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Templeton v. Coursey

United States District Court, D. Oregon

February 14, 2017

MARK FOREST TEMPLETON, Petitioner,
v.
RICK COURSEY, et al., Respondents.

          Mark Forest Templeton Eastern Oregon Correctional Institution Petitioner, Pro Se

          Ellen F. Rosenblum, Attorney General Samuel A. Kubernick, Assistant Attorney General Department of Justice Attorneys for Respondents

          OPINION AND ORDER

          Michael H. Simon United States District Judge

         Petitioner brings this habeas corpus case pursuant to 28 U.S.C. § 2254 in which he appears to challenge the legality of a 2011 decision by the Oregon Board of Parole and Post-Prison Supervision ("Board") deferring his release. For the reasons that follow, the Petition for Writ of Habeas Corpus (#2) is denied.

         BACKGROUND

         In 1991, petitioner pleaded no-contest to one count of Murder in Umatilla County, and guilty to one count of Conspiracy to Commit Murder. Respondent's Exhibit 103. As a result, the trial court sentenced him to life imprisonment with a 20-year minimum on the Murder conviction, and a consecutive 20-year prison term on the Conspiracy conviction. Respondent's Exhibit 101. Petitioner was not successful in his subsequent direct and post-conviction relief ("PCR") appeals.

         In 2011, the Board determined that petitioner suffered from a present severe emotional disturbance so as to constitute a danger to the health or safety of the community. Respondent's Exhibit 136, pp. 6, 77. As a result, it deferred petitioner's projected release date approximately ten years. Id.,

         On August 26, 2011, petitioner filed a state habeas corpus action in Umatilla County wherein he challenged the Board's decision. Id. at 1-3. The State asked the court to deny the petition as "meritless because it failed to allege sufficient facts to state a claim for habeas corpus relief." Respondent's Exhibit 138, p. 1. Specifically, the State argued that because ORS 144.335 entitled petitioner to direct judicial review of the Board's order, he was not eligible to seek state habeas corpus relief. Id. at 2. The state habeas court granted the motion, finding habeas corpus unavailable under state law where petitioner had other avenues by which to challenge the Board's action. Respondent's Exhibits 140-41.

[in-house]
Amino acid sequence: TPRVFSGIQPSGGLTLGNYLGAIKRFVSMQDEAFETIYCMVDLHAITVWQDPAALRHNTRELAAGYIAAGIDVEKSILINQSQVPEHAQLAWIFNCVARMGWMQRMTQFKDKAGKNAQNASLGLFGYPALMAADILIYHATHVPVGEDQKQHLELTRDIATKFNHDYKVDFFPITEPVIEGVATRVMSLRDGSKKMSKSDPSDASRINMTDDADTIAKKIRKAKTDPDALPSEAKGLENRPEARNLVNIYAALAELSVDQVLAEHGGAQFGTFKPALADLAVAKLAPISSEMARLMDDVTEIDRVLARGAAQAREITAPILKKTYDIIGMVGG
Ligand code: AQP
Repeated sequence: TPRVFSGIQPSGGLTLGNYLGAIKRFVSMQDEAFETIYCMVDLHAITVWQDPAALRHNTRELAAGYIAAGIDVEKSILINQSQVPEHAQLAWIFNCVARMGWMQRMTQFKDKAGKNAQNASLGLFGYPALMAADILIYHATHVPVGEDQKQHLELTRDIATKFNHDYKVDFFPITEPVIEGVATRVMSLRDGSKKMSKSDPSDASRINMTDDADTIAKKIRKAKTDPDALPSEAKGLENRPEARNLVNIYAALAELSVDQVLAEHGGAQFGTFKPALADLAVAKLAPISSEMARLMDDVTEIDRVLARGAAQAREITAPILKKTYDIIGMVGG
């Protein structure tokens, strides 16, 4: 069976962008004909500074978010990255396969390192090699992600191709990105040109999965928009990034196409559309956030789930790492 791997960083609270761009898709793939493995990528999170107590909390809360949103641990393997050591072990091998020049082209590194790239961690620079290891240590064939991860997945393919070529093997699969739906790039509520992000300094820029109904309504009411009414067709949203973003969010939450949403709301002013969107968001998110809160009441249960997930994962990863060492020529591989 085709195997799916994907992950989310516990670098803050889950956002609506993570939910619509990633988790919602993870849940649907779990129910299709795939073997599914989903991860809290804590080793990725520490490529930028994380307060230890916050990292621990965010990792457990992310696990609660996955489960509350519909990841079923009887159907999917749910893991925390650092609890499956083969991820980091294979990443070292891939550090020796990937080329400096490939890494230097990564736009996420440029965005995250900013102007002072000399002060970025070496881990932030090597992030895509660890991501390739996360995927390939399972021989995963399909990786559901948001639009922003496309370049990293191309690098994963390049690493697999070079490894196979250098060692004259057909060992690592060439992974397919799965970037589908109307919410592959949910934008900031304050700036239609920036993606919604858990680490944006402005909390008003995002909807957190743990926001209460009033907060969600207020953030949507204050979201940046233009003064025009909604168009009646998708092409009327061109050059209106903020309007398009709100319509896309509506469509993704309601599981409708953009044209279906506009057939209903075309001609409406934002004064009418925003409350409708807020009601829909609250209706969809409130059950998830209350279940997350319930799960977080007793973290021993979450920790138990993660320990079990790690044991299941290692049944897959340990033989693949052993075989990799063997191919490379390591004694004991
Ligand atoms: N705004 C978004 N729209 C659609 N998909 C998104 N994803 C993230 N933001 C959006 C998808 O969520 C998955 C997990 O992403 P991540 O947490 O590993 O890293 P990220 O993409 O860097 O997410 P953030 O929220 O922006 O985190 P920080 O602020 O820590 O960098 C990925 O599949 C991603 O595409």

Petitioner appealed the state habeas court's dismissal with the assistance of appointed counsel, but counsel could not find any non-frivolous issues for appeal and submitted a Balfour brief on petitioner's behalf.[1] The Oregon Court of Appeals affirmed the state habeas court's decision without opinion, and the Oregon Supreme Court denied review. Templeton v. Coursey, 260 Or.App. 782, 325 P.3d 69, rev. denied, 355 Or. 381, 328 P.3d 697 (2014).

         Petitioner filed this 28 U.S.C. § 2254 habeas corpus case on August 18, 2014. In his Petition, he raises claims pertaining to both the Board's 2011 deferral of his release to parole as well as his underlying criminal convictions. Respondent asks the court to deny relief on the Petition because: (1) any claims pertaining to petitioner's 1991 convictions are untimely and procedurally defaulted; and (2) petitioner failed to fairly present any claims pertaining to the Board's 2011 deferral of his release to parole to Oregon's state courts, leaving those claims procedurally defaulted.

         DISCUSSION

         I. Claims Arising from Petitioner7 s Convictions

         The cover page of the Petition for Writ of Habeas Corpus purports to challenge petitioner's 1991 convictions. Petition (#2), p. 1. Indeed, the majority of the claims in his Petition attack those convictions. Specifically, petitioner alleges that: (1) his direct appellate counsel altered his criminal judgment (Ground Two); (2) the prosecution refused to provide him with any discovery until four years after he entered his pleas (Ground Three); (3) his criminal trial judge did not take a proper oath of office (Ground Four); (4) his indictments were unlawful (Ground Five); (5) law enforcement personnel tampered with evidence and witnesses (Ground Six); and (6) his trial attorney improperly allowed him to enter into plea bargains despite his innocence (Ground Seven).

         In his supporting memoranda, however, petitioner advises the court that he does not seek to challenge his convictions or sentence. Memo in Support (#43), p. 2; Memo in Support (#44), p. 2. Instead, he asserts that he wishes to challenge "the multiple court ordered plea agreement contract violations." Id. Because the Petition appears to place the legality of ...


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